Girly web store Felissimo has also gotten in on the act by launching their own Jyoshi DIY web store that sells a range of DIY goods aimed at women, such as cute pots of “rose garden” wood stain. Not only that, but a team of female Felissimo staff members write a blog about their own DIY projects, giving readers tips on how to undertake projects like reupholstering chairs or repainting tables.

Tool manufacturers have also taken note of the trend. Kakuri, based in Sanjo, Nigata produces a range of lightweight tools that are easy for women to use. The range includes a small saw for detailed work and a half-size drill. Perhaps inevitably, there are companies who believe that if it’s for “girls” it’s got to be pink. Hence Cainz hardware stores are now flogging hot pink electric drills and screwdrivers. Cainz also stocks a small pink tool kit that can be easily stored on a bookshelf or, perhaps, popped in an over-sized handbag.

There are quite a few books on the market now showing women how to get busy with a hammer and nails. The most recent title was published in June last year and was written by actress Joshiko Nakada, who has been a keen DIY enthusiast for more than 30 years: “When I was in my 20s I went to work in Germany. During that time I was stunned to see young couples renovating their own homes with materials they’d bought themselves. Because of that experience, when I returned home I had a go at hanging my own wallpaper and liked the feeling that I was able to do it myself.”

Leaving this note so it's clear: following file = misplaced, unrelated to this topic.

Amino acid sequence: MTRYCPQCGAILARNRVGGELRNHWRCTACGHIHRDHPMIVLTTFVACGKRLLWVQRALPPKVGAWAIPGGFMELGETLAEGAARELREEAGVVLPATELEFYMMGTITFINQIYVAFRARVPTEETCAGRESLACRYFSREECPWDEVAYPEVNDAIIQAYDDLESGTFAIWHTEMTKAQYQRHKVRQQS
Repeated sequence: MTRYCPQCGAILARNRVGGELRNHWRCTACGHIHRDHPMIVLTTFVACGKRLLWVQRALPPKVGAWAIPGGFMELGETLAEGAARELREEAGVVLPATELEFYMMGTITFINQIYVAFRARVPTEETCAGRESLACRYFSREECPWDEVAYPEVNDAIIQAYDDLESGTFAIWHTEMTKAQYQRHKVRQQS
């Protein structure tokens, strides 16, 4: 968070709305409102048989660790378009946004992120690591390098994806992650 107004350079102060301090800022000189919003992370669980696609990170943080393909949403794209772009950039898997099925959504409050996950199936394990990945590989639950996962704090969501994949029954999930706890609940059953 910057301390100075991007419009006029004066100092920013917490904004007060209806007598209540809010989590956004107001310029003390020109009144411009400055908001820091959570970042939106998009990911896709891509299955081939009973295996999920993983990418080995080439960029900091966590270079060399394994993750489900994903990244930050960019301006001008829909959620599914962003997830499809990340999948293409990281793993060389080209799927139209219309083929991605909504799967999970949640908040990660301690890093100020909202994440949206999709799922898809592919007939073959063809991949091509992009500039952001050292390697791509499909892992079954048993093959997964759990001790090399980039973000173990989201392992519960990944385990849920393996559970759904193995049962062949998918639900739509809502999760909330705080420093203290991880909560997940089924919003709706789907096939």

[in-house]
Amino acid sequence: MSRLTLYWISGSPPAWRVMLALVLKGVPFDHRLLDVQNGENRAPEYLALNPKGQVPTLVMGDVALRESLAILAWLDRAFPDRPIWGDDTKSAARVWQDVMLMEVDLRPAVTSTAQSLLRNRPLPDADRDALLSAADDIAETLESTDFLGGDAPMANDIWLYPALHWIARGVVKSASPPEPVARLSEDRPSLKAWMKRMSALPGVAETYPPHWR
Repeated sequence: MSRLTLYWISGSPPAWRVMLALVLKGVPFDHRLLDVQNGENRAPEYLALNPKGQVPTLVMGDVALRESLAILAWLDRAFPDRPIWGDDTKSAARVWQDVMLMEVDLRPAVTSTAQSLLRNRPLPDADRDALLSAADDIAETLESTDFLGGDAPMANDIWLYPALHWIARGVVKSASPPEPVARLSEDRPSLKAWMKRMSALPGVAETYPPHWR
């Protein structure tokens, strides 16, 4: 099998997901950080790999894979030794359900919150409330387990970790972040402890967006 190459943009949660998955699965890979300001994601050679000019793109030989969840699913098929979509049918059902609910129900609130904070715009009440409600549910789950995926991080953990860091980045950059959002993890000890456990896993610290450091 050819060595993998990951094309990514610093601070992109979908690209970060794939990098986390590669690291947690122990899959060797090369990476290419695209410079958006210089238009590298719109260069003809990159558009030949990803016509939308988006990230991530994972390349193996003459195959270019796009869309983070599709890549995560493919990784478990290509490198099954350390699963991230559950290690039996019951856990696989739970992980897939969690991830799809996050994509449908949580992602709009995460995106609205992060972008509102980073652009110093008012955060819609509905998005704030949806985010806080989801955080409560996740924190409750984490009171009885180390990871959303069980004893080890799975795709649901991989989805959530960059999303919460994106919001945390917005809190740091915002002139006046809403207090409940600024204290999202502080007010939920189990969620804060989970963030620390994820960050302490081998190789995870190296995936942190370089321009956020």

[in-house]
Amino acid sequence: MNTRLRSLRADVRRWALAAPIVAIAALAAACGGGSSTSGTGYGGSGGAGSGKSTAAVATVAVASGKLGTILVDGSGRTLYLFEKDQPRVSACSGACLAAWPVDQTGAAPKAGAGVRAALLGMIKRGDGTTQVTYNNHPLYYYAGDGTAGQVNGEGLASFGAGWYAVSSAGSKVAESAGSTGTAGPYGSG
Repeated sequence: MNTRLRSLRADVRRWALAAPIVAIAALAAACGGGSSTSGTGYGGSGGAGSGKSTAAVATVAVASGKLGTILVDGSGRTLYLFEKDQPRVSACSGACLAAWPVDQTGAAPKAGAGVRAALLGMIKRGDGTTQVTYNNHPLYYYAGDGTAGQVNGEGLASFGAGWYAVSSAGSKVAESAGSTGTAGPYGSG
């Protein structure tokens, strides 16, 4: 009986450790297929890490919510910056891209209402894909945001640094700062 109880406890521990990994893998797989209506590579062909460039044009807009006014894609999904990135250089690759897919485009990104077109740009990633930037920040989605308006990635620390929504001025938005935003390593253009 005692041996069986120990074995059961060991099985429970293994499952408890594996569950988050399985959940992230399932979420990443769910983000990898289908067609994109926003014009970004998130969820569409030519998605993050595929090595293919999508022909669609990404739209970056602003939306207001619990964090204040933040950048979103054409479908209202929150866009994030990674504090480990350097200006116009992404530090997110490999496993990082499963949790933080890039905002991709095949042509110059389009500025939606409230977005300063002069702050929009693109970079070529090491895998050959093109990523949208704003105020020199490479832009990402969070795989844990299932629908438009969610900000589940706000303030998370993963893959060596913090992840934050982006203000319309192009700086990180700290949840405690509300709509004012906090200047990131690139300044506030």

Today’s J-blip: nezo art

Tuesday, October 9th, 2012

It is said that the only thing worth stealing is a kiss from a sleeping baby. We completely agree, especially when they are the stars of nezo art (which literally translates as “sleeping position art”).

A recent slumber-time tableau by Mami Koide